Had a delayed adverse reaction to the WACL post on the organization’s Future Leaders Award. The future looks bleak, given the White women exclusivity presented in the award winners photo. More disturbing is the Campaign write-up (see below) authored by Ogilvy & Mather Group UK Chief Marketing Officer Nina Jasinski. For starters, Jasinski repeatedly used the word “diverse” in her gushing; however, the term only referred to diversity of disciplines and training opportunities. In other words, the Future Leaders Award—like the overall UK advertising and marketing community—has little concern for racial and ethnic diversity. Additionally, a former WACL President was quoted as saying, “Research shows that women do not get a fair share of the training budget for senior leadership courses. This highly valued fund puts WACL’s money where its mouth is and has made important contributions to the careers of many of our current and future stars.” Really? Please cite the specific research. Besides, no research is necessary to confirm that minorities receive even less than a fair share of the training budget for senior leadership courses. Hell, they probably don’t register a fraction of a share of the budget at all. Of course, Jasinski was quick to point out that the overall prize winner “was born in London to a Spanish father and Colombian mother…” Was every winner identified by her parents’ cultural backgrounds? Oh, never mind—it’s not necessary.
WACL celebrates Future Leaders Awards
By Nina Jasinski
There’s plenty going wrong with our industry, but this is a scheme dedicated to what’s going right, says the chief marketing officer at Ogilvy & Mather Group UK.
Everyone was so busy celebrating the Big Awards last week that it might be easy to overlook this week’s announcement of another of our industry’s prizes. The Future Leaders Awards from Women in Advertising and Communications London (WACL) is in its 10th year.
The prizes of these women-only training bursaries for 2015 ought to be a matter of rejoicing, for they are backed by the major media, advertising and marketing companies across the industry. Chairing the judging has been one of the most fulfilling roles I’ve done.
It all started with the work of one woman — Tess Alps, well known to Campaign readers in her Thinkbox chair role but slightly less well known as a former WACL president.
She set out to create a scheme to support early and mid-career women who have high potential but may be in danger of not making the next step up to the senior level.
Alps said: “Research shows that women do not get a fair share of the training budget for senior leadership courses. This highly valued fund puts WACL’s money where its mouth is and has made important contributions to the careers of many of our current and future stars.”
An FLA gives a training bursary of up to £2,250 and, via formal entry form and panel interviews, the winners have to demonstrate high potential for senior leadership roles, acting as role models for other women.
This year there were 147 entries — the highest ever — with 14 final winners. This year’s cohort of winners came from a diverse group of organisations ranging from Aviva, Barclays and Google as well as agencies J Walter Thompson, Ogilvy & Mather, Mother, and Starcom Mediavest Group.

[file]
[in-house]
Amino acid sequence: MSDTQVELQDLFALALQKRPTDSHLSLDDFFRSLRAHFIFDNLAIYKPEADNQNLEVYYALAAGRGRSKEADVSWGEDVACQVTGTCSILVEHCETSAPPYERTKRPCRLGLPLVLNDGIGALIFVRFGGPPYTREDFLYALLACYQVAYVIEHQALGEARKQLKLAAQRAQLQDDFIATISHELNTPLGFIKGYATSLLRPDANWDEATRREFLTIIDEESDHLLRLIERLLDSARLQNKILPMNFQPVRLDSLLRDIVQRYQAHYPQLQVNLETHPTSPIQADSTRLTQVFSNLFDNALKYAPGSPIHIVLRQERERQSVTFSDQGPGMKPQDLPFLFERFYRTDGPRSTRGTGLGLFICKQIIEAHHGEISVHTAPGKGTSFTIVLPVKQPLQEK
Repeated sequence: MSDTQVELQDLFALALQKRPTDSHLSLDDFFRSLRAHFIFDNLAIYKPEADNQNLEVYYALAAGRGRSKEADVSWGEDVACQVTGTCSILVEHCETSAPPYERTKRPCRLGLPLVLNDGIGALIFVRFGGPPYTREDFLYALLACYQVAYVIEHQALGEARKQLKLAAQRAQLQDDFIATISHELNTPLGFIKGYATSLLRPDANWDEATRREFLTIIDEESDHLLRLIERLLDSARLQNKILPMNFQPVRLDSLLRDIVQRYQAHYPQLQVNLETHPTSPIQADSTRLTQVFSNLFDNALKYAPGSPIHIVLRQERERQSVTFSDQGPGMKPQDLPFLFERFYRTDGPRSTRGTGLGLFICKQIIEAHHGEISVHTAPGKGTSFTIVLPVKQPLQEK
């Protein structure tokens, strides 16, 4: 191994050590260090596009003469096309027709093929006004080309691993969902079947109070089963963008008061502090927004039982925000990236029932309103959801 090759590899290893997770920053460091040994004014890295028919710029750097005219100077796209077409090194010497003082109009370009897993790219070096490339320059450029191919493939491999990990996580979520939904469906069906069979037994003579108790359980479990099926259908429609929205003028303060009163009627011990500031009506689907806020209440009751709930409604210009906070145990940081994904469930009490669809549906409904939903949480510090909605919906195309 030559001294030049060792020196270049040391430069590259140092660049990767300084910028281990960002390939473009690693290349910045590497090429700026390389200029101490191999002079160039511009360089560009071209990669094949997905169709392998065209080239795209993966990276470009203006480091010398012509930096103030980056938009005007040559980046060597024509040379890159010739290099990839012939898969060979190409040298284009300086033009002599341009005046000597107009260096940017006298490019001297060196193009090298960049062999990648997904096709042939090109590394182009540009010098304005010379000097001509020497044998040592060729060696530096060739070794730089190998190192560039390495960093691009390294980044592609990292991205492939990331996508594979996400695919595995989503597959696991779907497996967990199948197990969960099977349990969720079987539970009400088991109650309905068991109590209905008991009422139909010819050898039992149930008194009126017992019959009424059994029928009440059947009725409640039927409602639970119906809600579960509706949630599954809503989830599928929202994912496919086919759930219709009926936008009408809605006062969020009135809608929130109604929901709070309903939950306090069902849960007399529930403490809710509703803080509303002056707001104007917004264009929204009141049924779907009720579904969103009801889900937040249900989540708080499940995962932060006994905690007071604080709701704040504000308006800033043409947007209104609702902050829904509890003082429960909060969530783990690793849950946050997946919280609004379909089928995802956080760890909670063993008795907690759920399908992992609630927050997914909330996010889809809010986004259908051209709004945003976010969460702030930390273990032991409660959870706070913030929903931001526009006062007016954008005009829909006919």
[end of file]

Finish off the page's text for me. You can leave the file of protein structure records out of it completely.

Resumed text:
The winners also work in huge variety of roles, from a young woman working as head of support in a small charity to an operations director in a digital agency, a development manager at Google and a group head of brand at Aviva.
The training that it will fund is as diverse too, from presentation training at Rada to a marketing strategy course at the London School of Economics.
The overall prize, known as the Patricia Mann Award and named after the late advertising executive, went to Pilar Santos, an art director at Mother. Santos was born in London to a Spanish father and Colombian mother and worked on the original “Here Come The Girls” Christmas campaign for Boots.
An accomplished creative, Santos’ ambition is to lead not only creative projects, but also the agency as a whole. Her training grant will co-fund one craft course and one leadership course. In some ways her ambition mirrors Patricia Mann’s dynamic career — Mann started as a copywriter at JWT and rose to the top of her profession via roles on the ASA council and board positions at the Woolwich and Centrica.
The award has helped numerous women in their leadership journey who are now in high profile roles including Claire Valoti, the director of agency partnerships at Facebook; Frances Ralston-Good, the chief strategy and innovation officer at Omnicom Media Group; and Sophie Maunder-Allan, the chief executive at VCCPme.
Mauder-Allan said: “I won the FLA in 2007 and completed a course at the IPA. While the content of the course helped my career enormously at the time, the real boost was about confidence and feeling supported, encouraged and believed in by an incredible group of leading women in my industry.
“As CEO of VCCPme now and a WACL member, I am proud to have come full circle and now sit on the FLA committee.”
Over the past 10 years WACL has given out 90 Future Leaders Awards, worth over £150,000. It’s been an honour be involved with a scheme that really helps our future stars.
There’s plenty going wrong with our industry, but this is a scheme dedicated to what’s going right. Congratulations to all our winners.
Nina Jasinski is the chief marketing officer at Ogilvy & Mather Group UK